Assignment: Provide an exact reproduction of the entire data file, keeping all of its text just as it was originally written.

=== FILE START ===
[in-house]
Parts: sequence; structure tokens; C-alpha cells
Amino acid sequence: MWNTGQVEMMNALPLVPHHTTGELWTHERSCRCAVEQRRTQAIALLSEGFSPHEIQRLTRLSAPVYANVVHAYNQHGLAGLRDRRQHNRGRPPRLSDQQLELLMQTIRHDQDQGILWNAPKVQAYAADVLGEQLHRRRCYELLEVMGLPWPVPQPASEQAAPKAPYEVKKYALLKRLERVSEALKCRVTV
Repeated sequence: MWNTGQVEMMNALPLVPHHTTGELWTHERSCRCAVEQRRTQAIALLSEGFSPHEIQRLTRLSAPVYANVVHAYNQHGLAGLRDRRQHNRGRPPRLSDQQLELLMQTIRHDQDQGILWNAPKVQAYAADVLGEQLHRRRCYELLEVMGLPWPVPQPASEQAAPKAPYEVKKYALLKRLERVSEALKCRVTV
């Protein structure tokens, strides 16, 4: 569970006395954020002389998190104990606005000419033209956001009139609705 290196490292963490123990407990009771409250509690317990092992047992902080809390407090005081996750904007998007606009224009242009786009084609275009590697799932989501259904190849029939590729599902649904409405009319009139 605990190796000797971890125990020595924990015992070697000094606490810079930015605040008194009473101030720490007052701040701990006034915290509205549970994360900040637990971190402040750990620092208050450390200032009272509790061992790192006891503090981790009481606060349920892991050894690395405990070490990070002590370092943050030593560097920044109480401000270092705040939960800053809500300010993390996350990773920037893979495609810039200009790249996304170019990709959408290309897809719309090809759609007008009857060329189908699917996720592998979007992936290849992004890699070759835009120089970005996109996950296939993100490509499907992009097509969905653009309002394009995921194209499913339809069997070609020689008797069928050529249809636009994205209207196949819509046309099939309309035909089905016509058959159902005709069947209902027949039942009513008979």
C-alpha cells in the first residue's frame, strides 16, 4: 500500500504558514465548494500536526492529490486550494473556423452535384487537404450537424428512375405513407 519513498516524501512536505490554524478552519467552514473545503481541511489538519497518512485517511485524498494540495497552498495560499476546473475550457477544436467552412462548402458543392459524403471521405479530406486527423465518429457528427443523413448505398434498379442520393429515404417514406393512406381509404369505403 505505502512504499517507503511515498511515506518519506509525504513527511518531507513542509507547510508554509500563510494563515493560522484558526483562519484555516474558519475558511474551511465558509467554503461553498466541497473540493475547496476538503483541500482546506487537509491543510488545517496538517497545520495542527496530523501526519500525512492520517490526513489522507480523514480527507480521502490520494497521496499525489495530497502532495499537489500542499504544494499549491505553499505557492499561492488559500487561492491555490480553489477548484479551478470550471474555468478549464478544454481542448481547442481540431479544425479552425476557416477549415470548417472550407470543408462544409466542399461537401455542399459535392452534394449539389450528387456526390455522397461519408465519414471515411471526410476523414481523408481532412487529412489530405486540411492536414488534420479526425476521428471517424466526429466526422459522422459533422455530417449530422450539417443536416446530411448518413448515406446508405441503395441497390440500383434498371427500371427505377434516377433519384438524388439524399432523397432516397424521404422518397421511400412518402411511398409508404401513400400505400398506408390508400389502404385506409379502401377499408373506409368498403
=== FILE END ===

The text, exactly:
[in-house]
Parts: sequence; structure tokens; C-alpha cells
Amino acid sequence: MWNTGQVEMMNALPLVPHHTTGELWTHERSCRCAVEQRRTQAIALLSEGFSPHEIQRLTRLSAPVYANVVHAYNQHGLAGLRDRRQHNRGRPPRLSDQQLELLMQTIRHDQDQGILWNAPKVQAYAADVLGEQLHRRRCYELLEVMGLPWPVPQPASEQAAPKAPYEVKKYALLKRLERVSEALKCRVTV
Repeated sequence: MWNTGQVEMMNALPLVPHHTTGELWTHERSCRCAVEQRRTQAIALLSEGFSPHEIQRLTRLSAPVYANVVHAYNQHGLAGLRDRRQHNRGRPPRLSDQQLELLMQTIRHDQDQGILWNAPKVQAYAADVLGEQLHRRRCYELLEVMGLPWPVPQPASEQAAPKAPYEVKKYALLKRLERVSEALKCRVTV
């Protein structure tokens, strides 16, 4: 569970006395954020002389998190104990606005000419033209956001009139609705 290196490292963490123990407990009771409250509690317990092992047992902080809390407090005081996750904007998007606009224009242009786009084609275009590697799932989501259904190849029939590729599902649904409405009319009139 605990190796000797971890125990020595924990015992070697000094606490810079930015605040008194009473101030720490007052701040701990006034915290509205549970994360900040637990971190402040750990620092208050450390200032009272509790061992790192006891503090981790009481606060349920892991050894690395405990070490990070002590370092943050030593560097920044109480401000270092705040939960800053809500300010993390996350990773920037893979495609810039200009790249996304170019990709959408290309897809719309090809759609007008009857060329189908699917996720592998979007992936290849992004890699070759835009120089970005996109996950296939993100490509499907992009097509969905653009309002394009995921194209499913339809069997070609020689008797069928050529249809636009994205209207196949819509046309099939309309035909089905016509058959159902005709069947209902027949039942009513008979």
C-alpha cells in the first residue's frame, strides 16, 4: 500500500504558514465548494500536526492529490486550494473556423452535384487537404450537424428512375405513407 519513498516524501512536505490554524478552519467552514473545503481541511489538519497518512485517511485524498494540495497552498495560499476546473475550457477544436467552412462548402458543392459524403471521405479530406486527423465518429457528427443523413448505398434498379442520393429515404417514406393512406381509404369505403 505505502512504499517507503511515498511515506518519506509525504513527511518531507513542509507547510508554509500563510494563515493560522484558526483562519484555516474558519475558511474551511465558509467554503461553498466541497473540493475547496476538503483541500482546506487537509491543510488545517496538517497545520495542527496530523501526519500525512492520517490526513489522507480523514480527507480521502490520494497521496499525489495530497502532495499537489500542499504544494499549491505553499505557492499561492488559500487561492491555490480553489477548484479551478470550471474555468478549464478544454481542448481547442481540431479544425479552425476557416477549415470548417472550407470543408462544409466542399461537401455542399459535392452534394449539389450528387456526390455522397461519408465519414471515411471526410476523414481523408481532412487529412489530405486540411492536414488534420479526425476521428471517424466526429466526422459522422459533422455530417449530422450539417443536416446530411448518413448515406446508405441503395441497390440500383434498371427500371427505377434516377433519384438524388439524399432523397432516397424521404422518397421511400412518402411511398409508404401513400400505400398506408390508400389502404385506409379502401377499408373506409368498403